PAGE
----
Chris – The Interview

What condition(s) do you live with?

I currently suffer with anxiety and depression.

How long have you been living with it/them?

I have suffered for longer than I probably thought if I am honest with myself. It is probably nearly 10 years now I look back at how I acted and how I felt. I did the typical male stereotype of pushing down feelings and pretending not to have any.

How does it affect you?  What does a good day look like?

On a good day I could be the most optimistic person you could meet. I have always had a dream of having a novel published. However, I do let myself down in my belief that I can carry it out. Even when I am happy and smiley deep down I am still overthinking every person and every action through the day. Even on a good day the effects are still there but just less prominent in my mind. 

What about a bad day, what does that look like?

A bad day for me is the worst day for people to see me, even friends, family and partner. I will get sunk into a low mood that will take hours or days to get out of, whether it is how I am treated certain days or an aspect of life that I am not happy with. I become very short tempered and irritable, this is an aspect I really do not like even when I feel bad for the people I aim this towards. I will not do much on a bad day, even as a fitness instructor and someone who enjoys being active, all of that will be drained from my mind and body. I am very emotional, but I try to hide this hence the short answers and frustration towards people, not in actual anger towards them but inner anger of myself for letting myself feel the way I do. I feel some days that the problems life throws me (in my opinion) is all too much. I feel like I want to just end everything and just make it much simpler for myself. But I know that on myself, my partner and family that would be a selfish act.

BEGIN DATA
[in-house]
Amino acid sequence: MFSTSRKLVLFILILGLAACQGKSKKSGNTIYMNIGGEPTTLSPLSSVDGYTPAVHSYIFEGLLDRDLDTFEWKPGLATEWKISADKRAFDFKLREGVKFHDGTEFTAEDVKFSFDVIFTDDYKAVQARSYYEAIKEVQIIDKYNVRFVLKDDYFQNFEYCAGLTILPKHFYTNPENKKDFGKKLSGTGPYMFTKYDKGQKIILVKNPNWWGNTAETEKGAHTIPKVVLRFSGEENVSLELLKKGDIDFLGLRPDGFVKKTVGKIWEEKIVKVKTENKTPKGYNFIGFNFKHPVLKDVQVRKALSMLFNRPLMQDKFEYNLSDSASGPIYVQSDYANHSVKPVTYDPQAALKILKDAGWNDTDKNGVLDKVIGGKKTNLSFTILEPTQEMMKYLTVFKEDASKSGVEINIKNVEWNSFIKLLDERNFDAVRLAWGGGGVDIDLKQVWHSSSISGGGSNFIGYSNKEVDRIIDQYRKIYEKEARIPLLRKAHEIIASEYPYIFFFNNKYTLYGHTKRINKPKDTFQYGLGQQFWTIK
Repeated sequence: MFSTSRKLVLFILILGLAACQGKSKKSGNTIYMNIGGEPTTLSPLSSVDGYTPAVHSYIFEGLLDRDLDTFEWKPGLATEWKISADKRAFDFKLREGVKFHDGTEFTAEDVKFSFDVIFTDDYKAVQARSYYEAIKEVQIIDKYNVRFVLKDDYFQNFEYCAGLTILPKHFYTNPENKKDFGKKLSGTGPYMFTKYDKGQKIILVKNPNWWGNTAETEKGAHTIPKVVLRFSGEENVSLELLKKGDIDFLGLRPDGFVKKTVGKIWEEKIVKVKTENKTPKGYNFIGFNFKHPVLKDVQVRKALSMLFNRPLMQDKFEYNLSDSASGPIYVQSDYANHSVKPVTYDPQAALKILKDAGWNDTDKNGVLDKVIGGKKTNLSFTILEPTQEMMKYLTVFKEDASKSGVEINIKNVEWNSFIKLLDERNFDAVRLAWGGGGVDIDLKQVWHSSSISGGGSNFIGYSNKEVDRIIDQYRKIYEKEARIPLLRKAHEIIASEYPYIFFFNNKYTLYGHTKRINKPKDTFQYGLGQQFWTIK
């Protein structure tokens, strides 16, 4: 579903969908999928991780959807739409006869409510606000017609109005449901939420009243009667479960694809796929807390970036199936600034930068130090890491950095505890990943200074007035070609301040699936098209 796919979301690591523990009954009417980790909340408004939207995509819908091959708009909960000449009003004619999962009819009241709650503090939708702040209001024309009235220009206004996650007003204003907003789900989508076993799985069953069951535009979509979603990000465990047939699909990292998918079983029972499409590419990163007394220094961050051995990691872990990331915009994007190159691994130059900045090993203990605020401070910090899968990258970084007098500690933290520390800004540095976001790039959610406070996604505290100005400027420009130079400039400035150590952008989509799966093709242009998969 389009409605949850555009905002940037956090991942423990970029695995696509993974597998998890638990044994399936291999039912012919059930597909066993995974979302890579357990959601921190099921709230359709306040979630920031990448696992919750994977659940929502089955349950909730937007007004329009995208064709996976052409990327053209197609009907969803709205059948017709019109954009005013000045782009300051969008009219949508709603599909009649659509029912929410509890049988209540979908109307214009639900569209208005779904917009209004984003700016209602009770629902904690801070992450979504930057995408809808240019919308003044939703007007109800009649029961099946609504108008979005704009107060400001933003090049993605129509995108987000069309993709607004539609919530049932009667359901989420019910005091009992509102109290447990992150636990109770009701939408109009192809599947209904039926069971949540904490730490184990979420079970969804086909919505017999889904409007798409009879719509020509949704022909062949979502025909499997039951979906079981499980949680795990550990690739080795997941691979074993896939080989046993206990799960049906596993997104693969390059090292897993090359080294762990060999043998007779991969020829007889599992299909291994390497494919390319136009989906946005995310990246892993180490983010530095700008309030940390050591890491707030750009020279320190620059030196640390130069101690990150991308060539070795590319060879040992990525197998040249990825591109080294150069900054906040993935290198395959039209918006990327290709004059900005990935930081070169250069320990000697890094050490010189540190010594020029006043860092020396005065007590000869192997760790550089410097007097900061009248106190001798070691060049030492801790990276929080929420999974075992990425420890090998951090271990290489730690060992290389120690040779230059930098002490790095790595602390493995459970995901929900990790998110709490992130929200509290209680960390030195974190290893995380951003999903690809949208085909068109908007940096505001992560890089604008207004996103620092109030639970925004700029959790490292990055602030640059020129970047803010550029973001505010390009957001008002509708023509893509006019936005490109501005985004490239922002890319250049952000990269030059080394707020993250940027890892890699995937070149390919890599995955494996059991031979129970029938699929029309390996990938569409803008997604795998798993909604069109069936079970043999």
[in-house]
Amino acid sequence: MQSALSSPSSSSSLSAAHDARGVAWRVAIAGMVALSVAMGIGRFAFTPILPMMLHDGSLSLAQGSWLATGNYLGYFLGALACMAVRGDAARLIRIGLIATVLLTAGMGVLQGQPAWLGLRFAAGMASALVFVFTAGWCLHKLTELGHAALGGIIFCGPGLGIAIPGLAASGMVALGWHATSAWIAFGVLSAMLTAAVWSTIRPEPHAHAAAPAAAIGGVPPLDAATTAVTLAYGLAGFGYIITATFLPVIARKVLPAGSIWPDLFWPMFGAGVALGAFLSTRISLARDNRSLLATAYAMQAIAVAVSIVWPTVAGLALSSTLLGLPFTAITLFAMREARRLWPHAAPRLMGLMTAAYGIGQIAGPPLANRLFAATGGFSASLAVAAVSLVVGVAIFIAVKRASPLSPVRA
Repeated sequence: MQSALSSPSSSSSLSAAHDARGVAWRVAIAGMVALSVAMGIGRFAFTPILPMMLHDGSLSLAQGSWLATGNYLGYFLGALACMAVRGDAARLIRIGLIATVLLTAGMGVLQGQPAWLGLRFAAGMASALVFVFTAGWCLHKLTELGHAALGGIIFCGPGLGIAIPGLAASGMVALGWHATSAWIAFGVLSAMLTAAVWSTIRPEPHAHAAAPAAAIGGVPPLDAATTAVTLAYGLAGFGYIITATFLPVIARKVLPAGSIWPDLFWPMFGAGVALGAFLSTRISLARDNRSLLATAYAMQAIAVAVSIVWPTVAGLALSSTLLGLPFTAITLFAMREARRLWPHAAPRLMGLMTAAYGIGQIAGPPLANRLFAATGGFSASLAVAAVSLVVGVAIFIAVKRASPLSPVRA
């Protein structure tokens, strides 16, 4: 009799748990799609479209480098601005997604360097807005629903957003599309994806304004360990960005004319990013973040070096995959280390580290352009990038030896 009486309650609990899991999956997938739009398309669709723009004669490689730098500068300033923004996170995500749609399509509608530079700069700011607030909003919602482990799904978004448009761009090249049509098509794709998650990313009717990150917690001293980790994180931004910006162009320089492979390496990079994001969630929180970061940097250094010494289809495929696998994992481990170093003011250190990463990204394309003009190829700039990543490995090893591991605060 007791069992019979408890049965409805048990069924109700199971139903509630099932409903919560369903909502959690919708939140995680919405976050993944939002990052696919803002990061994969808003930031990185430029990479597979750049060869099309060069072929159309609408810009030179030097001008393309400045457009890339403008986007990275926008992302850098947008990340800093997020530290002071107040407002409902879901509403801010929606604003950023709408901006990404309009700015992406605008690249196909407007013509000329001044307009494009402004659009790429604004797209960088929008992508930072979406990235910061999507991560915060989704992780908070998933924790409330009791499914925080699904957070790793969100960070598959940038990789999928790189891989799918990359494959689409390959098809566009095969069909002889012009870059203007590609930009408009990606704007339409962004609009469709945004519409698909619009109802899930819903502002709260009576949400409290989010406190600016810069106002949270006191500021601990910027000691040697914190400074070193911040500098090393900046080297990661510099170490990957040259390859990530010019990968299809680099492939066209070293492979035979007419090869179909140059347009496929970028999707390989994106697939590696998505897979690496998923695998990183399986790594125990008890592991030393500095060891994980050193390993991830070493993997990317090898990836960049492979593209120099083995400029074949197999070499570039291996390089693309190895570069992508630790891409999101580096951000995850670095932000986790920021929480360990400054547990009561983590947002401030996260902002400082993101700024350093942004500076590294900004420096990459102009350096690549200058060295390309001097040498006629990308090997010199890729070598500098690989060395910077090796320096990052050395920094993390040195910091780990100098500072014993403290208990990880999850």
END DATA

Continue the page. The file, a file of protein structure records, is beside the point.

How does it affect work/family/friends/etc